Treating Symptoms of Menopause: A Study of the Effectiveness of Black Cohosh Alone and with Other Herbal Therapies or Soy. Ann Intern Med. 2006;145:I-25. doi: 10.7326/0003-4819-145-12-200612190-00001
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Published: Ann Intern Med. 2006;145(12):I-25.
During and around the time of menopause, levels of the hormones estrogen and progestin decrease. Hot flashes and night sweats (also called vasomotor symptoms) are the menopausal symptoms that many women find most troublesome. These symptoms can begin before menstrual periods stop and persist for months to years afterward. Hormone therapy, which involves taking estrogen with or without progestin, reduces vasomotor symptoms. Before the 2002 publication of the results of a study called the Women's Health Initiative (WHI), research suggested that the benefits of hormone therapy outweighed the risks associated with it. However, the study showed that women who received hormone therapy actually had a higher risk for heart disease, stroke, and some types cancer than women who did not receive hormone therapy. As a result, other treatments for vasomotor symptoms are needed. The use of natural or herbal therapies has become popular among women with menopausal symptoms. Unfortunately, good studies about the effectiveness and safety of natural therapies in treating vasomotor symptoms are lacking.
To find out whether any of 3 types of natural therapies (black cohosh, multibotanicals, or multibotanicals with an increased intake of foods containing soy) reduce menopausal hot flashes and night sweats.
351 women aged 45 to 55 years who had at least 2 episodes of hot flashes or night sweats per day. About one half of the women were in the process of menopause, and one half had completely stopped having menstrual periods.
The researchers assigned the women at random to receive 1 of the following treatments: 1) 160 mg/d of black cohosh; 2) a multibotanical herbal product containing 200 mg of black cohosh plus 9 other herbal ingredients (alfalfa, boron, chaste tree, dong quai, false unicorn, licorice, oats, pomegranate, and Siberian ginseng); 3) a multibotanical herbal product plus counseling to increase intake of foods containing soy; 4) hormone therapy; or 5) a placebo pill—that is, a pill containing no active ingredient. The hormone therapy and placebo groups were included as comparisons of known effective and ineffective treatments. The women reported the frequency and severity of hot flashes and night sweats at the start of the study and at 3, 6, and 12 months during the study. The researchers compared the changes in symptoms over the course of the study in each group.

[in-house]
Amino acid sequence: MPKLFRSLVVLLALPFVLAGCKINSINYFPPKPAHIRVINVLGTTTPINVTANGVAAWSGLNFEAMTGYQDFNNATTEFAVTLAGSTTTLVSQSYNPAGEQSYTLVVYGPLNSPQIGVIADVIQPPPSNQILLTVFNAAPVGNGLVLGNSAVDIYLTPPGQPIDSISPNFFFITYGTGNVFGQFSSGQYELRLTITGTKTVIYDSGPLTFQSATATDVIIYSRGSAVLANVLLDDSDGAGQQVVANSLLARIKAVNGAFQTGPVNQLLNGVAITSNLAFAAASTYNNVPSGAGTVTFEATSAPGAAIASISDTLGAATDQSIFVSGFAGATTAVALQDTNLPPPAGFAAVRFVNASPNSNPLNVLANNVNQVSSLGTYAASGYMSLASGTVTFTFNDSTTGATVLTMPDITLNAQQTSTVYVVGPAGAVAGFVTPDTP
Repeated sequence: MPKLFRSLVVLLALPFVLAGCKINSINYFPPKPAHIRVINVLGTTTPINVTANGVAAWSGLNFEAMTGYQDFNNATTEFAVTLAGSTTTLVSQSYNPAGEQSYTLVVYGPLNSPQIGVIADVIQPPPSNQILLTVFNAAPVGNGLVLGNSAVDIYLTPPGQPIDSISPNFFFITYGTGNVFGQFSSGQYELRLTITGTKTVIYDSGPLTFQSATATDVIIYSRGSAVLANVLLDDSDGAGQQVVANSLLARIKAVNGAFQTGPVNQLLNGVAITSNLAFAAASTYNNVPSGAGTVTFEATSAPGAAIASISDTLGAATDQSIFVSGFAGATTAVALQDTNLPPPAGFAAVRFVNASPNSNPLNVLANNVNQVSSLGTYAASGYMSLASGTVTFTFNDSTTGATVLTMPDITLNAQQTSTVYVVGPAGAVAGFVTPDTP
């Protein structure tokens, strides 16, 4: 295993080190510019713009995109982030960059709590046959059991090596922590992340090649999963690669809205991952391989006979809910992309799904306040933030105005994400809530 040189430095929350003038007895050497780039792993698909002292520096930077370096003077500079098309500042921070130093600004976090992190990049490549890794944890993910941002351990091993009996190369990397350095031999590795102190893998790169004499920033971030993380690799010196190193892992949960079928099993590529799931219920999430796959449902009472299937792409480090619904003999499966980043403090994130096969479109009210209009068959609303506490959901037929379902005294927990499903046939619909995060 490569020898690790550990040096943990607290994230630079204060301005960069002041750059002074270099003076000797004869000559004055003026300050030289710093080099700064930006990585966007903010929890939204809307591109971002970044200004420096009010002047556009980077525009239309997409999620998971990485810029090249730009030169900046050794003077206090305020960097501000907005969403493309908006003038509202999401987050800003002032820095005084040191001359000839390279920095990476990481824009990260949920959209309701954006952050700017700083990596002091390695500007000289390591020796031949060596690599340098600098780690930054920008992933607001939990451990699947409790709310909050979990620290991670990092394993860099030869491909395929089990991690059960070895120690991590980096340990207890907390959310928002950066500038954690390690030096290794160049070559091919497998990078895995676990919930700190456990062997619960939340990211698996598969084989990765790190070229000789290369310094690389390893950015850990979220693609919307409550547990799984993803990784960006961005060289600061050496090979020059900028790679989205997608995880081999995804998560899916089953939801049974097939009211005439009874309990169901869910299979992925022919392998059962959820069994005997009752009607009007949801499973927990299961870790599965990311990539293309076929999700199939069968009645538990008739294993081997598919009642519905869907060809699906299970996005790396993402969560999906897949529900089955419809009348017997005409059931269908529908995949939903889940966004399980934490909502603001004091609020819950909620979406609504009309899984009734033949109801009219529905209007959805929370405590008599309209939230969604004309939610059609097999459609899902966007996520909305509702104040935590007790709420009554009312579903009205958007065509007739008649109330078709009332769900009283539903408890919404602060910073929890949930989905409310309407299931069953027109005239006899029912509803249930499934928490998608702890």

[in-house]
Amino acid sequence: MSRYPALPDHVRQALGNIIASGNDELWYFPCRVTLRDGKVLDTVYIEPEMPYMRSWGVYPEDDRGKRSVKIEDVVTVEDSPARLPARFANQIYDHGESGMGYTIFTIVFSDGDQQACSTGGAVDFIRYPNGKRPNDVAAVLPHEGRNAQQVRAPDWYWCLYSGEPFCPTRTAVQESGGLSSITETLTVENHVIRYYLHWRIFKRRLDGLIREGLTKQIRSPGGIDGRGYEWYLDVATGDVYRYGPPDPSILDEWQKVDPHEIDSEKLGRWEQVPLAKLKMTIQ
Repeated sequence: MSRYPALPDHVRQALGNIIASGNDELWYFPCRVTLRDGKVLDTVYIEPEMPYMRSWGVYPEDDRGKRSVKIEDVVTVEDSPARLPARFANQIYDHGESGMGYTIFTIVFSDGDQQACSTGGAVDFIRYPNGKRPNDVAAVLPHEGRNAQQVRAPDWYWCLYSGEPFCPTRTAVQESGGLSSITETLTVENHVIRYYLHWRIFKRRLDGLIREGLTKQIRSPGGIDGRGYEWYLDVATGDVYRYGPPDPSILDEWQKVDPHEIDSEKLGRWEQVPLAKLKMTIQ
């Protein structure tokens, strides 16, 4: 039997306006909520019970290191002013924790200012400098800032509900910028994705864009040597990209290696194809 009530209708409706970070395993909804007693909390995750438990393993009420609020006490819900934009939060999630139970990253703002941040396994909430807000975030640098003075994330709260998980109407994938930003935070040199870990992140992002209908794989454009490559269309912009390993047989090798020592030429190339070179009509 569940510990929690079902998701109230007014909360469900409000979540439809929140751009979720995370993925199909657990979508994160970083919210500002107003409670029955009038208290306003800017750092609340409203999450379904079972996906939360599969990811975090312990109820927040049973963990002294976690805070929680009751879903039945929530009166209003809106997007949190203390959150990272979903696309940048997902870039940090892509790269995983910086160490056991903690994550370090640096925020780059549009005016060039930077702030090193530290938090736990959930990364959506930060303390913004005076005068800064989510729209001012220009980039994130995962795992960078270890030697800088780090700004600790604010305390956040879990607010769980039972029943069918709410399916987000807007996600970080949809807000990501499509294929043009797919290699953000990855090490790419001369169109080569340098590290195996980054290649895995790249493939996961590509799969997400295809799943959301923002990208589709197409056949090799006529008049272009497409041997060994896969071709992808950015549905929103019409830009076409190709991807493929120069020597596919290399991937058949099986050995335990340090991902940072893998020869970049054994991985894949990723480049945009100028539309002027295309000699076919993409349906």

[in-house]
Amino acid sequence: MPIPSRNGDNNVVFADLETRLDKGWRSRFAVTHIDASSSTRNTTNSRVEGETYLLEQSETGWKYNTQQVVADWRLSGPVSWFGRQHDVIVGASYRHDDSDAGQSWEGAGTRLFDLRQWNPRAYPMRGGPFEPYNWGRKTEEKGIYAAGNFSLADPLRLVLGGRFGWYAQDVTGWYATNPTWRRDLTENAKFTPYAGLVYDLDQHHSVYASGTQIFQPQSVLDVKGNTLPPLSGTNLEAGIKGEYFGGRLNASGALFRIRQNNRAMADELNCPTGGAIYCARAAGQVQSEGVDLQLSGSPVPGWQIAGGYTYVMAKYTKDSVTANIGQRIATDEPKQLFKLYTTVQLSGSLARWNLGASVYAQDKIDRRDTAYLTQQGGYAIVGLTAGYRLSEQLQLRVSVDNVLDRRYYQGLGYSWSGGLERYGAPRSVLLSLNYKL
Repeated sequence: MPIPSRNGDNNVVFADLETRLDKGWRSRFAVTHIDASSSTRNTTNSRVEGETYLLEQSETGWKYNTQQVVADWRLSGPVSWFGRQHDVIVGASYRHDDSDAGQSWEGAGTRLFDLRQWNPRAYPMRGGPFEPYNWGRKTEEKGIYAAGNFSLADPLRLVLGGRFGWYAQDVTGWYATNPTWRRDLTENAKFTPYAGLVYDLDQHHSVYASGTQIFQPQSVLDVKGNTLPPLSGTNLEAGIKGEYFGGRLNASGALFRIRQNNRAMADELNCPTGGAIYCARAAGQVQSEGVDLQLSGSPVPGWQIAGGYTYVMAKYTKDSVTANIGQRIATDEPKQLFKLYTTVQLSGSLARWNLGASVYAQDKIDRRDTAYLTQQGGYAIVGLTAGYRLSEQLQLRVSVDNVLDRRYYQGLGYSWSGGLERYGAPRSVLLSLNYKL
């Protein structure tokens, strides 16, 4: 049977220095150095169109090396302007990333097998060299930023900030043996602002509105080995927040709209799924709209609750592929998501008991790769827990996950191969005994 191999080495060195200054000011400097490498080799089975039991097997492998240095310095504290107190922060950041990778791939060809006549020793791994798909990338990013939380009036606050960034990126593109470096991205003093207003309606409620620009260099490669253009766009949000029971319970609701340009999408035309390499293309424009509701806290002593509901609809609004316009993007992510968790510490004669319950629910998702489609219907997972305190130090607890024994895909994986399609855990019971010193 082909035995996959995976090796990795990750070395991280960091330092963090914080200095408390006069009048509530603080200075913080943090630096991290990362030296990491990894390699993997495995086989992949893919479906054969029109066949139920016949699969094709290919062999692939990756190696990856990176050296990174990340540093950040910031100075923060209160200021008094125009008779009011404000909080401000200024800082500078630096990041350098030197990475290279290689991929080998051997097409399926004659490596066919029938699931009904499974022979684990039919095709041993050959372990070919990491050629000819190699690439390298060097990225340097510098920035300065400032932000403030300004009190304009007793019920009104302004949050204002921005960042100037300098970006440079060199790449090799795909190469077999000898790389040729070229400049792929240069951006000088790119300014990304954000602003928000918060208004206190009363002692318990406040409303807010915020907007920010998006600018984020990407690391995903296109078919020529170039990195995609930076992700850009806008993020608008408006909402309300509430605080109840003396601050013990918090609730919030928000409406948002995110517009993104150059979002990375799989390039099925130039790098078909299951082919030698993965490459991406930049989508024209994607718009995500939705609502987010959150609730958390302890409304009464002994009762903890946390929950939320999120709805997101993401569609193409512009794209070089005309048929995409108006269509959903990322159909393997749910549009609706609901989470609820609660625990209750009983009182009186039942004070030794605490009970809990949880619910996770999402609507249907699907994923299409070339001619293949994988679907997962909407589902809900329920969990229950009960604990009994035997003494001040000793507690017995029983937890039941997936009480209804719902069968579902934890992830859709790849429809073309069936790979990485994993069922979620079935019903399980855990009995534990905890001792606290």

As expected, women who took hormone therapy had fewer symptoms than those who took placebo. The frequency and severity of symptoms in women who took any of the natural therapies were similar to those of women who took placebo.
The study was too small to detect small changes in symptom frequency (less than 1.5 hot flashes per day). The herbal products were given without counseling by a natural healer.
Black cohosh, a multibotanical herbal product, and increased soy intake do not appear to reduce the frequency or severity of menopausal hot flashes or night sweats.
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